Yellow rust survey marks 50 golden years of research at NIAB

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A national research project that actively seeks out and advises on changes in cereal disease populations across the UK is celebrating its 50th anniversary this year.

The UK Cereal Pathogen Virulence Survey (UKCPVS) focuses on wheat yellow rust, and includes wheat brown rust and wheat and barley mildew. It provides an early warning system to growers and plant breeders of new races of disease that could overcome current variety resistance, and underpins the AHDB Recommended List disease resistance ratings.

Originally established at NIAB in Cambridge, fifty years later UKCPVS is still managed by NIAB but is now funded by AHDB and APHA.

UKCPVS project manager and NIAB pathologist Dr Sarah Holdgate says: “The greatest change over the past 50 years has been the replacement of the UK population of yellow rust with the ‘Warrior’ population in 2011. The rust population is now so diverse that wheat varieties react in different ways than before, making it difficult to group varieties according to their resistance. The complexity of yellow rust has never been greater, with the UKCPVS as vital today as it was when it began in 1967.

“In addition to detecting new races of diseases in the UK, the Survey also provides detailed information, and a supply of pathogen isolates, to breeders and variety testing organisations. This enables them to screen out potential new varieties and breeding lines that are too susceptible to new races of disease before they get to the Recommended List stage or onto farm. Maintaining and improving variety disease resistance allows growers to prioritise other characteristics such as yield and quality when choosing a variety.”

“Without UKCPVS, and related research programmes, the farming industry could potentially expect, within a few years, greater numbers of potentially disease susceptible cereal varieties coming through the breeding and trials system. Unforeseen disease epidemics could jeopardise food production and security at a time when industry is working hard to reduce pesticide inputs alongside a possible future loss of azole fungicides,” says Dr Holdgate.

The Survey was initiated by MAFF in 1967, following the dramatic breakdown of yellow rust resistance of the popular wheat variety Rothwell Perdix in the late 1960s.

Separate surveillance programmes were already in operation at both NIAB and the Plant Breeding Institute in Cambridge, but Rothwell Perdix highlighted the need for all to be aware of future changes in the population and that a nationally co-ordinated research programme was required. Since then the so-called ‘Boom and Bust’ cycle of disease resistance and susceptibility has been repeated with each new generation of resistant varieties.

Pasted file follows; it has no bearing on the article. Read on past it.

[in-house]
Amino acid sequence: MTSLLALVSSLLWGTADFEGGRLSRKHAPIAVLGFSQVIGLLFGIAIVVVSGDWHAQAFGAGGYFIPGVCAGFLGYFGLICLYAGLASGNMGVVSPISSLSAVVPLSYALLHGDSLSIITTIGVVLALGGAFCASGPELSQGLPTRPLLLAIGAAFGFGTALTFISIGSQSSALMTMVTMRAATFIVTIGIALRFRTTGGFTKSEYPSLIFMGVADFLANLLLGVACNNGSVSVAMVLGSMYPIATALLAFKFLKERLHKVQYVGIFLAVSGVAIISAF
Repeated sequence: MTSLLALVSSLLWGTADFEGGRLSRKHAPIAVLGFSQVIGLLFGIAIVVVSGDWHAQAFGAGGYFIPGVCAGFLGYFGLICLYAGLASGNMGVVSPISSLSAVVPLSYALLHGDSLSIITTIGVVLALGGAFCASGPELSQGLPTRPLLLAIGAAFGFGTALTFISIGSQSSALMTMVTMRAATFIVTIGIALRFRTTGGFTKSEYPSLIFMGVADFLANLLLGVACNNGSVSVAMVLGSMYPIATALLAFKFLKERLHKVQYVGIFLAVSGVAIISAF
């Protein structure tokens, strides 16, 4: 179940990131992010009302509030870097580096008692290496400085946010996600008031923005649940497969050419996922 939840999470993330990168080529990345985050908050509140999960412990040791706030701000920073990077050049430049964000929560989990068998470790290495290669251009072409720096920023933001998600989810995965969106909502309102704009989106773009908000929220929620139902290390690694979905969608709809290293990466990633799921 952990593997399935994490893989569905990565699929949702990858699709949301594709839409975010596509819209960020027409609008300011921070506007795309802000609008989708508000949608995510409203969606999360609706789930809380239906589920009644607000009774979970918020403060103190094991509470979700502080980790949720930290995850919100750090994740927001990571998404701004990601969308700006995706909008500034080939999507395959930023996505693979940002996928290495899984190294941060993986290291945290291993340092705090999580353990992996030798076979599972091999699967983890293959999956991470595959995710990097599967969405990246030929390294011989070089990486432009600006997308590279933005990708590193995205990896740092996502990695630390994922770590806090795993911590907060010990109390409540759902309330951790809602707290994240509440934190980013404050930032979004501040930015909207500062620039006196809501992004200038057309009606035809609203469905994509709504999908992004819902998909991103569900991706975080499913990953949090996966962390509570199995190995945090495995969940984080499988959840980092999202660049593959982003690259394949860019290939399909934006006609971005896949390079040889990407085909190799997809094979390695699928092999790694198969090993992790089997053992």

Led by NIAB and the Plant Breeding Institute in Cambridge, the original Survey also worked with the Welsh Plant Breeding Station, NAAS (the precursor to ADAS), the Department of Agriculture in Scotland, the Ministry of Agriculture in Northern Ireland, the Plant Pathology Laboratory (precursor to APHA/Fera) and the University of Reading. Today, NIAB works with AHDB, plant breeding companies and other research organisations to assess the threat that each new race poses to commercial varieties. This includes international collaborations, linking up with Global Rust Reference Centre in Denmark.

“The methods of identifying new races of rust and mildew have changed very little over the 50 years. Races are still identified using reactions on a differential set of varieties, although recent advances in sequencing technologies, including the use of field pathogenomics, have enabled researchers to understand the rust population in greater detail,” explains Dr Holdgate.

But she considers that industry involvement is key to the Survey’s success. “A vital part of our operations are the infected plants, particularly resistant varieties, which are collected and sent to NIAB by growers, trial operators, agronomists and breeders throughout the UK. In return, the industry benefits from knowledge at the earliest opportunity of potential risks and changes that will affect them and their customers,” says Dr Holdgate.

NIAB CEO Dr Tina Barsby says there are very few scientific research projects, in the UK or across the world, which can claim to be 50 years old and, yet, be as relevant and vital to industry today as it was when it started. “As a founder member NIAB is honoured to be still leading the UKCPVS. We would like to thank all our staff, collaborators and funding bodies over the years who have maintained this critical project supporting growers and breeders,” finishes Dr Barsby.

In the picture UKCPVS celebrates 50 years of research at NIAB with (l-r) Prof James Brown, Chair of UKCPVS Steering Committee, NIAB’s Dr Sarah Holdgate, UKCPVS project manager, Prof Martin Wolfe, founding member of the Survey, previously of PBI, and Sue Slater, former mildew research assistant from PBI then NIAB.

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